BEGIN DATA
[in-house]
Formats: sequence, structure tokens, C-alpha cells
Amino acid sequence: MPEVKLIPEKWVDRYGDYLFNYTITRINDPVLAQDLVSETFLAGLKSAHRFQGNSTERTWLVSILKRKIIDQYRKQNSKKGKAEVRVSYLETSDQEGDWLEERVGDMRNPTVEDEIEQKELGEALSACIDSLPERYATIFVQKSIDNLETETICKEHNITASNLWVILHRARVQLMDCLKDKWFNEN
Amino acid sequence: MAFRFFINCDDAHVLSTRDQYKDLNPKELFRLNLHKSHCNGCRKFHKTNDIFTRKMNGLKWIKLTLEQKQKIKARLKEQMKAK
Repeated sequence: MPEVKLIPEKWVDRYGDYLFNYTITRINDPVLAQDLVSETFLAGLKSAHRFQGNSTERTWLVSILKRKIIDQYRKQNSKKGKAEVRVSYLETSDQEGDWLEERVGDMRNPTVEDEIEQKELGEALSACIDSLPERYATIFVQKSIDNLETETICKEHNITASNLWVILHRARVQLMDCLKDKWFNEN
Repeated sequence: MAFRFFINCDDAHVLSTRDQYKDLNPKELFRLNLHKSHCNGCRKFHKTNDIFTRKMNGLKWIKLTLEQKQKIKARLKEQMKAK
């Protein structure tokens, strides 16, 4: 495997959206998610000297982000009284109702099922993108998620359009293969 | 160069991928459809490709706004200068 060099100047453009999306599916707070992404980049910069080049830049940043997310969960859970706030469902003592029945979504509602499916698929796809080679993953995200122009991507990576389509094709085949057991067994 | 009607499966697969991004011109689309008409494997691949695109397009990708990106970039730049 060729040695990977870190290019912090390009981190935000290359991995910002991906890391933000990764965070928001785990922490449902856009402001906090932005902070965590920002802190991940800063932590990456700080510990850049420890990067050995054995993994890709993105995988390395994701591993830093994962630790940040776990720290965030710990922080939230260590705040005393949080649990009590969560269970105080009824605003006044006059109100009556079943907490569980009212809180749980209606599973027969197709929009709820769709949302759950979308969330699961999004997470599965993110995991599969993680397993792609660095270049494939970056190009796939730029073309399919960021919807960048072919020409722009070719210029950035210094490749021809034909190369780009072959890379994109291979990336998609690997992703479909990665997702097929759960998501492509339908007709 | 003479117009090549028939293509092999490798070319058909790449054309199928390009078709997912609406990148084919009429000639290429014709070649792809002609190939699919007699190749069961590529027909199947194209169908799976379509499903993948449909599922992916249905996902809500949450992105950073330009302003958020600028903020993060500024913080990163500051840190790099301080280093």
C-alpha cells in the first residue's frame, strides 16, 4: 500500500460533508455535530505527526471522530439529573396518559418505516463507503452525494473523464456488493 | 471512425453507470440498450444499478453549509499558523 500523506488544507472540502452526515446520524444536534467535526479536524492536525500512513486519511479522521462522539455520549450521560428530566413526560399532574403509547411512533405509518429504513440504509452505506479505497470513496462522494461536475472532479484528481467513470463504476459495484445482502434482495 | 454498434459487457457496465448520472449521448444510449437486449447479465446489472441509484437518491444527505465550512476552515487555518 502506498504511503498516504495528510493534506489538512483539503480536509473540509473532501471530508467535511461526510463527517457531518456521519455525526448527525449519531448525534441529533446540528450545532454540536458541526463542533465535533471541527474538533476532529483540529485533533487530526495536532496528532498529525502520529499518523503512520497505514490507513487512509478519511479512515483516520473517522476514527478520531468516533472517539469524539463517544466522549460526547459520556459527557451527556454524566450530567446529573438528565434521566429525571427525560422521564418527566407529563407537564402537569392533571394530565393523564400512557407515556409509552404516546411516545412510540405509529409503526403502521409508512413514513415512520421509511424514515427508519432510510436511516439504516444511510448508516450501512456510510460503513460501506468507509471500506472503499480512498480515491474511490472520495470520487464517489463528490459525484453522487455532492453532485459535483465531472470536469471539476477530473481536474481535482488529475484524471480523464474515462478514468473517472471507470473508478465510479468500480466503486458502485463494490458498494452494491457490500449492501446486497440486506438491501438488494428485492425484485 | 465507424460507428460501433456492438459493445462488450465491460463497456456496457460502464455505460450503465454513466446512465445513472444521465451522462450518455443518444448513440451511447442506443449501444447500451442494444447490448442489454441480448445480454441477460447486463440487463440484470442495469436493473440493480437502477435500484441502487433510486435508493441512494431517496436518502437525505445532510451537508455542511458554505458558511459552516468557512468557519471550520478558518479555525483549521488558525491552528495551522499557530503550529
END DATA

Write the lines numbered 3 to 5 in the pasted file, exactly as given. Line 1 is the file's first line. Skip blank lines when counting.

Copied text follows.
Amino acid sequence: MPEVKLIPEKWVDRYGDYLFNYTITRINDPVLAQDLVSETFLAGLKSAHRFQGNSTERTWLVSILKRKIIDQYRKQNSKKGKAEVRVSYLETSDQEGDWLEERVGDMRNPTVEDEIEQKELGEALSACIDSLPERYATIFVQKSIDNLETETICKEHNITASNLWVILHRARVQLMDCLKDKWFNEN
Amino acid sequence: MAFRFFINCDDAHVLSTRDQYKDLNPKELFRLNLHKSHCNGCRKFHKTNDIFTRKMNGLKWIKLTLEQKQKIKARLKEQMKAK
Repeated sequence: MPEVKLIPEKWVDRYGDYLFNYTITRINDPVLAQDLVSETFLAGLKSAHRFQGNSTERTWLVSILKRKIIDQYRKQNSKKGKAEVRVSYLETSDQEGDWLEERVGDMRNPTVEDEIEQKELGEALSACIDSLPERYATIFVQKSIDNLETETICKEHNITASNLWVILHRARVQLMDCLKDKWFNEN